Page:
What Do You See?
In this image, you see the silhouette of a woman spinning. Which direction is she turning? You may be surprised to learn that it is possible to see her spinning both clockwise and counterclockwise. How? While it may be very difficult, you can probably get her to switch directions spontaneously. Try looking at the figure and then blink; she may appear to change directions immediately after you blink. Another strategy is to focus on a specific part of the figure.
How Does the Spinning Dancer Illusion Work?
After it was initially created by Nobuyuki Kayahara, the illusion was mistakenly referred to as a scientific personality test of right brain/left brain dominance by numerous websites and blogs. In reality, the spinning dancer illusion is related to bistable perception1 in which an ambiguous 2-dimensional figure can be seen in from two different perspectives.2 Because there is no third dimension, our brains try to construct space around the figure. Similar illusions include the Necker Cube and the Reversible Face/Vase Illusion.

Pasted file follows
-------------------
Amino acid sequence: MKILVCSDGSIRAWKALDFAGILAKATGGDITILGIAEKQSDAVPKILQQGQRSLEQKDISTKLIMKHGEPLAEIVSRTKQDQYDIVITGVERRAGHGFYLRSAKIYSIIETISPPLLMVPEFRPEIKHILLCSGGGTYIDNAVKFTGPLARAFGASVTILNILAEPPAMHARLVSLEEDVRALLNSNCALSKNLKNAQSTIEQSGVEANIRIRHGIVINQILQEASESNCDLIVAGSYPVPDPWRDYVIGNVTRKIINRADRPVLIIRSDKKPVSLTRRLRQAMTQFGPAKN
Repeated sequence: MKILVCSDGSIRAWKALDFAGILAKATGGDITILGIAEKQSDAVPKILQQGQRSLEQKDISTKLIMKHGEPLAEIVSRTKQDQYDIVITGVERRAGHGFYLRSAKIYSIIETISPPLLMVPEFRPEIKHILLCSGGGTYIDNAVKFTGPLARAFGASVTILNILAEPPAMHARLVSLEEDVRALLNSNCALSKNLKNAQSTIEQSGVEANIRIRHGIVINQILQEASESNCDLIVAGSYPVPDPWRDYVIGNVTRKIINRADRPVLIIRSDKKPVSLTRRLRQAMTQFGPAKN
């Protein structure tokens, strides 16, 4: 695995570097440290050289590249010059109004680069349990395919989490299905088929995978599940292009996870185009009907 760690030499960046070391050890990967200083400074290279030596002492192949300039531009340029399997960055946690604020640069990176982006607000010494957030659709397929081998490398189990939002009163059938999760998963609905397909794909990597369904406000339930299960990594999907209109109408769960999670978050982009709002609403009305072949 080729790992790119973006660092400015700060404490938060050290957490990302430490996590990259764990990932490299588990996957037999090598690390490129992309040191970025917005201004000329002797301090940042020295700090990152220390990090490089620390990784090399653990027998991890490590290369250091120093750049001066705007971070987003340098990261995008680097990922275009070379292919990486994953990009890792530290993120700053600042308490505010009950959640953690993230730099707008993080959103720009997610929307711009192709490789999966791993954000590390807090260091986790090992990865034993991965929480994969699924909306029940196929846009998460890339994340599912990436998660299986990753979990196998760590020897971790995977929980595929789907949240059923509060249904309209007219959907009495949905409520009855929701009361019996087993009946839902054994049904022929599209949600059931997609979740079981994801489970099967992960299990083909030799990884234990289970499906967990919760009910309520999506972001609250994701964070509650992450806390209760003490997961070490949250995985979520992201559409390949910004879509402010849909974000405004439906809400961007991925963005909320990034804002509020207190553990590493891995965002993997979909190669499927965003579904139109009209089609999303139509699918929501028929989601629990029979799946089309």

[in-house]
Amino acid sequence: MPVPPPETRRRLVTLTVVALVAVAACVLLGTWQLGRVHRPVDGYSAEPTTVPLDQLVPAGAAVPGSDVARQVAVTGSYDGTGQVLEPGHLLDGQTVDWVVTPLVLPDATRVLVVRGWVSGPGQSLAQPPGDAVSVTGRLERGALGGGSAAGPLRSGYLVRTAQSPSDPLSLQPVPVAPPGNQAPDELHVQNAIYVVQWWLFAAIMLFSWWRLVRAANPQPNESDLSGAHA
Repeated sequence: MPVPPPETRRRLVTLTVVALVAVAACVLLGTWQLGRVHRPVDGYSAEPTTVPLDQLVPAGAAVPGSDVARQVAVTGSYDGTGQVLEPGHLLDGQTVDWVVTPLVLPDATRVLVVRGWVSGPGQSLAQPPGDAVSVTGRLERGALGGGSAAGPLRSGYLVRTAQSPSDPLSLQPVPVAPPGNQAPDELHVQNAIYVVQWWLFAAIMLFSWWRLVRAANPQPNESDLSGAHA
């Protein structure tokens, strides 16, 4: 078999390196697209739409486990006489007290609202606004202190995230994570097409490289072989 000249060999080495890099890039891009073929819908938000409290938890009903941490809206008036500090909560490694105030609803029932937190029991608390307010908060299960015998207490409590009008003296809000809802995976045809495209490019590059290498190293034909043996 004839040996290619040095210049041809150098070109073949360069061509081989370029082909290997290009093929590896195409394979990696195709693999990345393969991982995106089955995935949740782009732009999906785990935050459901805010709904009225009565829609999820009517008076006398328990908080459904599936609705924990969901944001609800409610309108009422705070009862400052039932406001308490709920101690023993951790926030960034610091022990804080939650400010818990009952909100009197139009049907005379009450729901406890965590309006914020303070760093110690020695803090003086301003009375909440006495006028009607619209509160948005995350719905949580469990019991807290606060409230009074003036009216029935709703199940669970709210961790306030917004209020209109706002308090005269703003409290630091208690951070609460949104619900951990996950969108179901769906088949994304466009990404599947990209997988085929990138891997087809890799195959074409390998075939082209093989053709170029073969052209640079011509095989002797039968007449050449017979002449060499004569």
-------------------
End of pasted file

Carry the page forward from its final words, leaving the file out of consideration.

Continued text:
In a New York Times column3, Thomas C. Toppino, chair of the department of psychology at Villanova University suggested, "What's happening here to cause the flip is something happening entirely within the visual system. If we can understand why it is these figures reverse then we're in a position to understand something pretty fundamental to how the visual system contributes to the conscious experience."
1 The spinning dancer and the brain. http://greengabbro.net/2007/10/20/the-spinning-dancer-and-the-brain/
2 Bach, M. (n.d). Silhouette illusion. http://www.michaelbach.de/ot/sze_silhouette/index.html
3 Parker-Pope, T. (2008, April 28). The truth about the spinning dancer. The New York Times, http://well.blogs.nytimes.com/2008/04/28/the-truth-about-the-spinning-dancer/index.html